Sunday, January 30, 2011

voyage of the dawn treader

i almost didn't post an article this month. I'll be talking a bit about religious symbolism because I think it's one of the more interesting facets of this series where analysis and criticism is concerned. You'll be fine.

i was really excited for this movie. I loved the first one, but I saw it on almost no pretense. It's just a movie I decided to go see one day with a friend, and that probably made it a lot better. I was familiar with the book, because it was read to me in elementary school on two separate occasions, but I never read it myself. The second one was a letdown, though. I can't even really explain why it was a letdown, but I can probably say that it didn't have any of the interesting plot turns or emotional impact that the first movie did. Anyways, before I go into movie 3, let's talk about number 1.

A good book. I think. 

Overtly religious whatnots usually bother me. I have no problem with religion, but I would have guessed that a thinly (SO thinly) veiled symbolism for Jesus, the devil, sinners, saints, and conversion would be something I wouldn't be into. The problem is not the subject matter, it's the pure fact that it's hard to do that and do it well, and what's more difficult is to do that well and make it please everyone. I hate thinly-veiled attempts to prove that there is no god just as much (probably more), to be fair. Anyways, what I really liked about this movie was how well it did said veil. It's so obviously religious symbolism, but somehow it's done with incredible class. The Edmund character and his story arc are so incredibly well done and accurately follows the elements of Christianity I listed, yet somehow it never feels like I'm being beaten over the head with a Bible. Symbolism aside, it uses those elements to tell a story about loyalty to friends and family, deception, humility, inequity, and courage. The second movie somehow didn't manage to bring that. It was more like that Return to Oz movie, where it's been a long time since the visitor characters (our heroes) have seen the fantasy world, and everything's all messed up and they have to fix it. Or that Tim Burton Alice in Wonderland movie.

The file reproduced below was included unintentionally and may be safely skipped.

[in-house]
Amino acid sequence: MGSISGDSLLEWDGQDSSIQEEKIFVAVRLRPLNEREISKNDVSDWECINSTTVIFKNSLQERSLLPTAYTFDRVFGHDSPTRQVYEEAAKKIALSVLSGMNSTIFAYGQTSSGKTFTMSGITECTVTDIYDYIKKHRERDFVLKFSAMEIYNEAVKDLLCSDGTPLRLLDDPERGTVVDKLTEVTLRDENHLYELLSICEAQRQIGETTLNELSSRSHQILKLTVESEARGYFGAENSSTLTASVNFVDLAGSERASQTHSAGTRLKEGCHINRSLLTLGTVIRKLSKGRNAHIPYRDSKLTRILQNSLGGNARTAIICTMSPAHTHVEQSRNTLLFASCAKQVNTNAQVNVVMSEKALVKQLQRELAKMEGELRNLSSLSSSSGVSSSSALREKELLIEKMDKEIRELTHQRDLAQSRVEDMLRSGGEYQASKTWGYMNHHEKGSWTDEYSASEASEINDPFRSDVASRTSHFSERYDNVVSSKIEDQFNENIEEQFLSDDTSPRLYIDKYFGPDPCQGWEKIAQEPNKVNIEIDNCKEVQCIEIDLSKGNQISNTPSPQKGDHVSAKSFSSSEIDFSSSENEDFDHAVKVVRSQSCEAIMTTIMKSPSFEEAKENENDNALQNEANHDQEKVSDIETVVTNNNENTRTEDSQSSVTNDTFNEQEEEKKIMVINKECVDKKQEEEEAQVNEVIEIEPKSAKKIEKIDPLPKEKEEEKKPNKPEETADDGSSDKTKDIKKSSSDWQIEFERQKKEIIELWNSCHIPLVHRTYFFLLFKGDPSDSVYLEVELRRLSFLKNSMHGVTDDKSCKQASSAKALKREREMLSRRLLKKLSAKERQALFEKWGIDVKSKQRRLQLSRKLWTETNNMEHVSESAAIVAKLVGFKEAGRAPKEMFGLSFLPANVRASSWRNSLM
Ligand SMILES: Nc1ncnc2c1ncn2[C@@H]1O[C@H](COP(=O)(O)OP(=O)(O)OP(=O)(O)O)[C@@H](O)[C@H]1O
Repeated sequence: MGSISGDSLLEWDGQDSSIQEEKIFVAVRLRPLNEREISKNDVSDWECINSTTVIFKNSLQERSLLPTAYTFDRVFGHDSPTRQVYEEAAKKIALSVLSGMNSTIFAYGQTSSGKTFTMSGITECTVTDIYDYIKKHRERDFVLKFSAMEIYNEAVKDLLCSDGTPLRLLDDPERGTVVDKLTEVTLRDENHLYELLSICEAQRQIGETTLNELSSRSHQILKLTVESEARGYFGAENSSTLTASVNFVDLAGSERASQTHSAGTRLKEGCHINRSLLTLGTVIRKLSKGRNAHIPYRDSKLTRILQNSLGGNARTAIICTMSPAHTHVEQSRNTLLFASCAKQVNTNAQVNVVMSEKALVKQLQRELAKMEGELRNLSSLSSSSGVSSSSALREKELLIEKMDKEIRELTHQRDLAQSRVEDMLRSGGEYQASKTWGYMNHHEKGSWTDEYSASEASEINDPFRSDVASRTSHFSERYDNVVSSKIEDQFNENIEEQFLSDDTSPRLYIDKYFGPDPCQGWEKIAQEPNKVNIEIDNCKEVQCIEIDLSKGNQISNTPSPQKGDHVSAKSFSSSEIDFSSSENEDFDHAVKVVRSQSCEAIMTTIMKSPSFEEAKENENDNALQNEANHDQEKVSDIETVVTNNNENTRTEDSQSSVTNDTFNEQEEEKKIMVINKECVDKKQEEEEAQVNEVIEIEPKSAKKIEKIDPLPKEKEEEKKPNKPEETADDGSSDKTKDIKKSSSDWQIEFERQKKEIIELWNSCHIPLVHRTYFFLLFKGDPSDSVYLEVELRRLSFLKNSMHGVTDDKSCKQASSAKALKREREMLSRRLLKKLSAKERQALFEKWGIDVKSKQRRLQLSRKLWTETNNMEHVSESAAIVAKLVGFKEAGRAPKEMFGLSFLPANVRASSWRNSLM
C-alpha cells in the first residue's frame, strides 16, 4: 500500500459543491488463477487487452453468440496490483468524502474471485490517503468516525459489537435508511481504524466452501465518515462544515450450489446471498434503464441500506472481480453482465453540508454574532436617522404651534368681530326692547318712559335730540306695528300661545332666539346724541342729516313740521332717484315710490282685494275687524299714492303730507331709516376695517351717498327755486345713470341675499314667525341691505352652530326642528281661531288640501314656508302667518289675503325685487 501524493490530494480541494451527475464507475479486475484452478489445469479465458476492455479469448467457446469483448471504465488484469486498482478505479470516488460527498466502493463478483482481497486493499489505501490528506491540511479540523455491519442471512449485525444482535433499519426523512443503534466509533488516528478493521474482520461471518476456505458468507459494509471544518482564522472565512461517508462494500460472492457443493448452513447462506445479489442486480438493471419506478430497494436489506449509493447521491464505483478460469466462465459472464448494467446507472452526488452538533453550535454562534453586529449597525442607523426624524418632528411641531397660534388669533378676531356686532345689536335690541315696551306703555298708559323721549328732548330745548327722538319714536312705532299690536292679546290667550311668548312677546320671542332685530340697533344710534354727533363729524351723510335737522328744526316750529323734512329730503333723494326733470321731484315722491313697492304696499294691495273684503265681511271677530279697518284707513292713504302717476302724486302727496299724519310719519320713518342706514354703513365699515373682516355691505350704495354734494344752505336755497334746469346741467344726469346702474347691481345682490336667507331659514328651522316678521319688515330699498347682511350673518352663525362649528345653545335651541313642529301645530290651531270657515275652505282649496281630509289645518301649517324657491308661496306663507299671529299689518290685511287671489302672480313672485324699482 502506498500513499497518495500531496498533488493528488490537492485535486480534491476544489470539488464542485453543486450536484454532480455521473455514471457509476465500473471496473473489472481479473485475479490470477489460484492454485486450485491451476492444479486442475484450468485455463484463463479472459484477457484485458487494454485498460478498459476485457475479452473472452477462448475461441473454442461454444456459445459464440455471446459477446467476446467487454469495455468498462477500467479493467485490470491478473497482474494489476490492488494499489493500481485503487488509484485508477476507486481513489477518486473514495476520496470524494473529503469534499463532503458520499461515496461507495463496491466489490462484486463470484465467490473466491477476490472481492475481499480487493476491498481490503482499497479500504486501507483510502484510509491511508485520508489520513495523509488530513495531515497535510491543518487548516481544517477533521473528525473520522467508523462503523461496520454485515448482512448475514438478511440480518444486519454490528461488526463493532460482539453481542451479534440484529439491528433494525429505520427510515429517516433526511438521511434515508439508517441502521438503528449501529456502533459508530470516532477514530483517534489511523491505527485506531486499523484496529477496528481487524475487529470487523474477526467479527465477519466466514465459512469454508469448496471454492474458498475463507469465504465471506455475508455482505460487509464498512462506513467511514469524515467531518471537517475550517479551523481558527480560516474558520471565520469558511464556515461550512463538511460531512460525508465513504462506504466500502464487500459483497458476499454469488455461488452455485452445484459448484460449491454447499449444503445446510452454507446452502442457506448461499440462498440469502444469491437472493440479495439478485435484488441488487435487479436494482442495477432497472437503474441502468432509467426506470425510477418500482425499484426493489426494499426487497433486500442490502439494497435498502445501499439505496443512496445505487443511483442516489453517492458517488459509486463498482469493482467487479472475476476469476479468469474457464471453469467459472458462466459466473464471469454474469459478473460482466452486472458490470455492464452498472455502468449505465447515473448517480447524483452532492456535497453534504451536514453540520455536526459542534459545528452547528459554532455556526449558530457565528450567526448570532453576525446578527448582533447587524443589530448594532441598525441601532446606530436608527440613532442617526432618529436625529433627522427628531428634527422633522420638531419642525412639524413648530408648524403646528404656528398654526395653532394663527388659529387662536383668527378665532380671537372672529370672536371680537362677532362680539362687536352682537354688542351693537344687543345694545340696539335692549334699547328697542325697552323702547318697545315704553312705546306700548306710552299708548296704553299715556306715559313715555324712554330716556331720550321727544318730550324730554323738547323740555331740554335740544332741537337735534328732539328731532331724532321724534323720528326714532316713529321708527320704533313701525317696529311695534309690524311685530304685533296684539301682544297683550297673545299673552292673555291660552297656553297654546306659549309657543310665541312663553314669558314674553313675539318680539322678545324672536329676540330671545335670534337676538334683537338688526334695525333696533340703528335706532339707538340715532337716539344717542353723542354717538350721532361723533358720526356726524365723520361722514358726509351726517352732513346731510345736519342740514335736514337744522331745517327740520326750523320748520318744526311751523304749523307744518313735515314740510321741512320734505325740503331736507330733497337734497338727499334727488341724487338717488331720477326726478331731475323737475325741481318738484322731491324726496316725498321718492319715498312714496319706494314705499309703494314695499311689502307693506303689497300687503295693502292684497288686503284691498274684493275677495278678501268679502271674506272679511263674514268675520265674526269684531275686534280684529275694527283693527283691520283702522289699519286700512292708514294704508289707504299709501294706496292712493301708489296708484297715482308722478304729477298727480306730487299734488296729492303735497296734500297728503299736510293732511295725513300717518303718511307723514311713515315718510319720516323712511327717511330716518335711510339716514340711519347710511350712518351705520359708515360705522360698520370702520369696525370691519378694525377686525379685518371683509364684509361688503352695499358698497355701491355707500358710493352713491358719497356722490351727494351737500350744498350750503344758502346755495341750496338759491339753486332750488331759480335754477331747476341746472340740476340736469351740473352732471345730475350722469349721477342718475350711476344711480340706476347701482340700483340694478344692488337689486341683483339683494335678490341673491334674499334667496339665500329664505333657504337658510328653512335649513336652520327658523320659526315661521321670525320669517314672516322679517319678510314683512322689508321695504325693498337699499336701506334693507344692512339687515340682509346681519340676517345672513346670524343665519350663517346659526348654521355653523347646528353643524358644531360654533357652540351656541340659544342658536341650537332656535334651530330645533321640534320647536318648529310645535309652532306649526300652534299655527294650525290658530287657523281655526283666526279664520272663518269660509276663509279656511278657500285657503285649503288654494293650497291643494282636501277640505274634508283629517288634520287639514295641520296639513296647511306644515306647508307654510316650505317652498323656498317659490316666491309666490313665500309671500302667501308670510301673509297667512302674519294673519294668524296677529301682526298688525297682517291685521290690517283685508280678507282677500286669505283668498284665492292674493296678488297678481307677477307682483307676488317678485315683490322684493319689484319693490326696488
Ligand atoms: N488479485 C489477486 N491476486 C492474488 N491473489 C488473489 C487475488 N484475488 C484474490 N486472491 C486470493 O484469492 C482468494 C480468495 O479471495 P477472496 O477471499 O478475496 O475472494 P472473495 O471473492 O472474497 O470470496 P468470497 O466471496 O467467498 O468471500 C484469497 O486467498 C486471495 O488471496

The third movie, however, did bring it back. However the awesomeness of the first was lost in the second, it was somehow found again for the third. And I didn't know this: Apparently Disney was canning the project (and series) because the second failed, but then Fox picked up the license and there will be more. You wouldn't know that the license changed production companies. This movie has that "something" that the first had, and thankfully all of the original cast and whatnot carried over. No Maggie Gyllenhaal situation here. The movie begins with Edmund and Lucy, the two youngest of the original cast, getting "sucked in" to Narnia with their cousin through a painting on said cousin's wall. His name is Eustace, and he'll be your comic relief and resident "sinner" the way Edmund was in the first. Eh, that's not a way to put it. You know what I mean, though, right? Where Edmund struggled with the prospect of being pampered at the cost of his siblings, Eustace's is with an almost absolute lack of courage and reliance on science. Throughout the whole movie he whines and is convinced that the ship he's sailing on is run by people who are delusional. He's a brand of character that hasn't been seen in this series before, one who uses intelligence and data to deal with his problems, which prove useless in Narnia. It's a probable nod to people who try to use SCIENCE! to disprove the existence of a god, or only believe what they can "see". I'm probably making it sound more "heavy" than it really is, but as I watched it, that was what I thought. All I'm saying is that's probably what it is -- as far as it's impact on the movie, it's almost always played out in a funny way, with Eustace trying to study this or that, and journaling about the shared hallucination everyone on the boat seems to be having.